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Oct. 2, 2019 – Freedom for Immigrants and Advocate Visitors with Immigrants in Detention (AVID) in the Chihuahuan Desert are elated that Ajay Kumar and Gurjant Singh have both been released from Immigration and Customs Enforcement (ICE) custody in El Paso, Texas and are free to pursue their asylum cases free from the confines of immigration detention. They both faced over a year of prolonged detention. The men alleged that they faced due process violations, including the arbitrary denial of parole and that officials demonstrated bias in assessing their asylum claims. Throughout their time in detention, Ajay and Gurjant were supported by immigration advocates and members of the El Paso community who collected nearly 600 petition signatures to demand their release.
Their release follows a brutal hunger strike which lasted over 70 days at the El Paso Service Processing Center (ESPC). They were joined by additional asylum seekers, several of whom were deported in recent weeks. Medical professionals and advocates expressed concern that deporting these men in a weakened physical state, so soon after being subjected to force feeding could cause severe medical complications, and even death. Over the course of their hunger strike, all were subject to abusive force-feeding practices via nasogastric tubes inserted through the noses, down the esophaguses and into the stomachs. According to Ajay, the repeated attempts at inserting the tubes resulted in bleeding through his nose and mouth in addition to causing difficulty breathing. U.S. District Judge Frank Montavalo described the treatment of the El Paso hunger strikers as “worst medical care I have seen in my ten years of practice.”
“The sacrifice that Ajay and Gurjant made for their freedom as they endured 75 days on hunger strike in addition to several weeks of painful force-feedings could have been avoided if ICE had treated these men and the many thousands of people suffering in detention with dignity and respect,” said Margaret Brown Vega, volunteer with AVID in the Chihuahuan Desert. “Detention is deadly and we know ICE intentionally inflicts harm towards people through prolonged incarceration, abuse, denial of due process and basic human rights.”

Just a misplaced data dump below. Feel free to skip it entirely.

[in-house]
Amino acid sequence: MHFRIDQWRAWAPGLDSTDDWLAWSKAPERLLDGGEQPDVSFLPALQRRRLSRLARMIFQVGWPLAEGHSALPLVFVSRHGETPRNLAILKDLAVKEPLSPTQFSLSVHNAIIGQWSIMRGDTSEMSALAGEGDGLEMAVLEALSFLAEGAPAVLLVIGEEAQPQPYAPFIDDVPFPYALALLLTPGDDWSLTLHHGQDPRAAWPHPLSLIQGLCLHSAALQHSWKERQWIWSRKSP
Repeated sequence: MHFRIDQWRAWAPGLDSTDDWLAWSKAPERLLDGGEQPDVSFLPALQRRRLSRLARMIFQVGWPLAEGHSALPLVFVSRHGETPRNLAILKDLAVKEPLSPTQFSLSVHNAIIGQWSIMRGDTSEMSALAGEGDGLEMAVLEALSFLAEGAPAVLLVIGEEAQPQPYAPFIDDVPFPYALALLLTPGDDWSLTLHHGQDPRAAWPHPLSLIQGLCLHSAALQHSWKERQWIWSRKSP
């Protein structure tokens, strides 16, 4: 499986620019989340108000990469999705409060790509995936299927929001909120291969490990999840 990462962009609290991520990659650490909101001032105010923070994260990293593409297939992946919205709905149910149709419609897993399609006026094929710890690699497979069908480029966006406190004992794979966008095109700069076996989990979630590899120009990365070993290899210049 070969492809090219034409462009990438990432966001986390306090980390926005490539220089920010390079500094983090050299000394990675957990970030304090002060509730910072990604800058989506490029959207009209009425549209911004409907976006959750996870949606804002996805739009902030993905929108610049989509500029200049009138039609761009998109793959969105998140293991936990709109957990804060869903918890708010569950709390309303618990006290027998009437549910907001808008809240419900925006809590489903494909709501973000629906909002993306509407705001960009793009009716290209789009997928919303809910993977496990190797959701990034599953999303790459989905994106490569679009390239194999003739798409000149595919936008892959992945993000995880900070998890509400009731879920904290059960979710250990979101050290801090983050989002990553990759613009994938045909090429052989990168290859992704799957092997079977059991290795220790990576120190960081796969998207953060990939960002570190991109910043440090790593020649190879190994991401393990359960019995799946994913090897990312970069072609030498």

“The Trump administration’s decision to unnecessarily imprison asylum seekers who have no violent history is in direct contrast to the ideals on which this nation was founded. Detaining men like Ajay and Gurjant did not make this country any safer. Releasing people who pose no threat will eliminate the situations that cause hunger strikes,” said Nathan Craig, volunteer with AVID in the Chihuahuan Desert.
This latest incident of force-feeding is the second to occur at ESPC this year. In January and February of this year, a group of detained asylum seekers known as the “El Paso 9” made headlines worldwide after ICE proceeded to brutally force-feed them for nearly a month. ICE’s actions moved 14 members of Congress to write a letter asking for an immediate stop to the practice of force-feeding. Shortly after, 49 members of Congress wrote to the Department of Homeland Security’s Office of the Inspector General (OIG) demanding an investigation into the agency’s use of force-feeding practices. The OIG has conducted an investigation into the matter, though the results have yet to be released.
Hunger strikes are often the only form of peaceful protest people in immigration detention have at their disposal to bring attention to the harsh and degrading conditions in ICE custody. Freedom for Immigrants has documented at least 1,396 people on hunger strike and 18 detention facilities since May 2015. In addition to the recent hunger strike in El Paso, Freedom for Immigrants documented hunger strikes at two separate facilities in Louisiana in August of this year. Many of the hunger strikers in this instance also cited lengthy periods of detention and arbitrary denial of parole as a motivation for their protest.
The World Medical Association says that force-feeding hunger strikers is “unethical” and “never justified.” Force-feeding procedures used in immigration detention are extremely painful and can constitute torture under international law. This is often done intentionally so as to pressure immigrants to break their protest.
“Nobody should have to take these drastic measures to ensure their basic rights,” said Sofia Casini, Southeast Regional Coordinator at Freedom for Immigrants. “We must address the broader issues Ajay and Gurjant’s long and painful experience in ICE detention exposed, particularly negligent medical care and attacks on our asylum system’s foundation of community care through release on bond and parole.”
Ajay and Gurjant’s release should be a wake-up call for Congress to use its authority to investigate both the use of force-feeding in ICE detention and the motivations behind the protests.
“Congress should inquire into why prolonged detention and arbitrary parole denials continue, despite federal rulings mandating that ICE grant individualized parole hearings to asylum seekers,” said Sarah Gardiner, Director of Policy at Freedom for Immigrants. “Congress should also demand that the results of a March 2019 OIG investigation into the use of force-feeding at ICE facilities be publicly released and call for an end to this inhumane practice.”